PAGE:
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Re: Civil liberties thread

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California bans private prisons and immigrant detention centers...

Of course, prisoners in Pelican Bay, San Quentin, etc. might prefer the private run places.

https://www.latimes.com/california/stor ... facilities

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Re: Civil liberties thread

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O Really wrote:
Fri Oct 11, 2019 10:53 pm
California bans private prisons and immigrant detention centers...
:clap: :---P
Of course, prisoners in Pelican Bay, San Quentin, etc. might prefer the private run places.

https://www.latimes.com/california/stor ... facilities
Could be, they're pretty bad. Lompoc's okay, or so I hear. However, I've yet to see anyone that says that private prisons and immigrant detention centers are better.
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Re: Civil liberties thread

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I think prisons should be a part of government's responsibility, and not farmed out to for-profit organizations. But I'm not really convinced that private prisons are, across the board, worse in any way than state-run facilities. These people think they are...
https://www.criminaljusticeprograms.com ... c-prisons/

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Re: Civil liberties thread

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We need a Human Rights and Democracy Act for the U.S., and a PROTECT Act for American Protesters

On Wednesday, Trump signed two bills meant to support the protest movement in Hong Kong. Would that domestic protest movements got a fraction of the love Capitol Hill and the White House are showering on those in Hong Kong.

Politicians love the ideals of the First Amendment when someone else is the target of protests. When they or their cronies are in the crosshairs? Not so much. They love human rights, unless they get in the way of the CIA.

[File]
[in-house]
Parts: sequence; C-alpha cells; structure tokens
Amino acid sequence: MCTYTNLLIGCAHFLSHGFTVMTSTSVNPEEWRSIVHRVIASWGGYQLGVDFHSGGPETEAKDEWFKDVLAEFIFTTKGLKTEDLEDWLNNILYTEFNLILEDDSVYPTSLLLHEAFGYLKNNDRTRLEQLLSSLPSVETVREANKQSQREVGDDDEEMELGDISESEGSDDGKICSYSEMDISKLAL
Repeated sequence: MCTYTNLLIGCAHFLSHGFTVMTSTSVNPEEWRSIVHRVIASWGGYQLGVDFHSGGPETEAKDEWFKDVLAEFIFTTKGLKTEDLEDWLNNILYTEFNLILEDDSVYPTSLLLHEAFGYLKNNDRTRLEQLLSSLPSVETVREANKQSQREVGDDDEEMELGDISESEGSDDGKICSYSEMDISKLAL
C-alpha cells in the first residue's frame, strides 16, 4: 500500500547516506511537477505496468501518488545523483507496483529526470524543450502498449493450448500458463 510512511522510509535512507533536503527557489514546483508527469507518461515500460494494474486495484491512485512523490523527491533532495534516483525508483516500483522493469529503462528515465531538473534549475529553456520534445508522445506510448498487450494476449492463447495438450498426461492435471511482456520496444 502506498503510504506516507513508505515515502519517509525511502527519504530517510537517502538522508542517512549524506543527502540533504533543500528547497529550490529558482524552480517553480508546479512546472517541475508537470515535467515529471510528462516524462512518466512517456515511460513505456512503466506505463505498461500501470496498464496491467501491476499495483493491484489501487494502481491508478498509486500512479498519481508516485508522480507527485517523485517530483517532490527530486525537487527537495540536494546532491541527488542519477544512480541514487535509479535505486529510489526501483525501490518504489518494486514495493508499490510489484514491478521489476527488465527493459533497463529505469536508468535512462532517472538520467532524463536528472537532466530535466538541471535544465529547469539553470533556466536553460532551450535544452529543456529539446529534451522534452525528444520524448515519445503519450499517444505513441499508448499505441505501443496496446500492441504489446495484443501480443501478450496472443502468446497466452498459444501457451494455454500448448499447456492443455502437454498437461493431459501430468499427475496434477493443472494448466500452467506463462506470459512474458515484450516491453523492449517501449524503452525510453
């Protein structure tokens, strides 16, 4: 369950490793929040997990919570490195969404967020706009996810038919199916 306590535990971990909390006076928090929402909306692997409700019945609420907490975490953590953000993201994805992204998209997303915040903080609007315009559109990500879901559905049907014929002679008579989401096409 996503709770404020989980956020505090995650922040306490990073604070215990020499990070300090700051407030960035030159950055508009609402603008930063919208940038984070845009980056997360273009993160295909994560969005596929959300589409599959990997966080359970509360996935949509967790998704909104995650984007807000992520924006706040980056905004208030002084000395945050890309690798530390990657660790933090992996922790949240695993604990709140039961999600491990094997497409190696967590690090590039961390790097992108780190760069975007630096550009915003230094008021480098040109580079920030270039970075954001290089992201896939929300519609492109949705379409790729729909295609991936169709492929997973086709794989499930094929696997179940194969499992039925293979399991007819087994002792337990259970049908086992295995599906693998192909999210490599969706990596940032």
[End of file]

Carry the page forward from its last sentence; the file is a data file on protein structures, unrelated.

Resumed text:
Both bills sailed through Congress with only one nay vote. The Senate version of the PROTECT Act faced no opposition. S.2710, prohibits the export of tear gas, pepper spray, rubber bullets, foam rounds, bean bag rounds, pepper balls, water cannons, handcuffs, shackles, stun guns, and tasers to Hong Kong Police.

The Human Rights and Democracy Act (S.1838), sponored by Senator Rubio (R-FL) includes a requirement that the president submit to Congress a “list of individuals responsible for committing acts that violate internationally recognized human rights in Hong Kong, including the extrajudicial rendition or torture of any person in Hong Kong. The bill bars such individuals from entering the United States and imposes sanctions on them.” The lone holdout against the bill was Rep. Massie (R-KY).

Note that no one in the United States has been held accountable for the CIA’s extraordinary rendition and torture programs, and indeed, Gina Haspel is now the head of the CIA despite her record of participation in torture.

Protesters in the United States are regularly subjected to exactly the same weapons that Hong Kong police have used against protesters there. From the pepper spray assault on passive seated student protesters at UC Davis, to the use of rubber bullets and teargas in Ferguson, to water cannons and rubber bullets fired at Standing Rock Water Protectors, police in the U.S. have met peaceful protesters with violence.

In fact, police in the U.S. have access to military grade gear which they have unabashedly used to confront unarmed protesters. In Pittsburgh, and New York, protesters were deafened by Long Range Acoustic Devices, and armoured military vehicles greeted protesters in Ferguson, Standing Rock, and other sites. The weapons are surplus military, usually provided through the 1033 program. Since its inception, “more than $6,800,000,000 worth of weapons and equipment have been transferred to police organizations in all 50 States and four territories through the program.

A good first step to showing U.S. protest movements the same respect shown to Hong Kong would be to pass the H.R.1714, Stop Militarizing Law Enforcement Act, which imposes transparency and limits on the program. For example, local police would no longer be allowed to receive free “bayonets, grenade launchers, grenades (including stun and flash-bang) and explosives” from the military.
"When you can make people believe absurdities, you can make them commit atrocities."
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Re: Civil liberties thread

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American Civil Liberties Union

Formation: January 19, 1920; 100 years ago!

:-||
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Re: Civil liberties thread

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Interesting that the proportions are virtually identical. How often do you see that?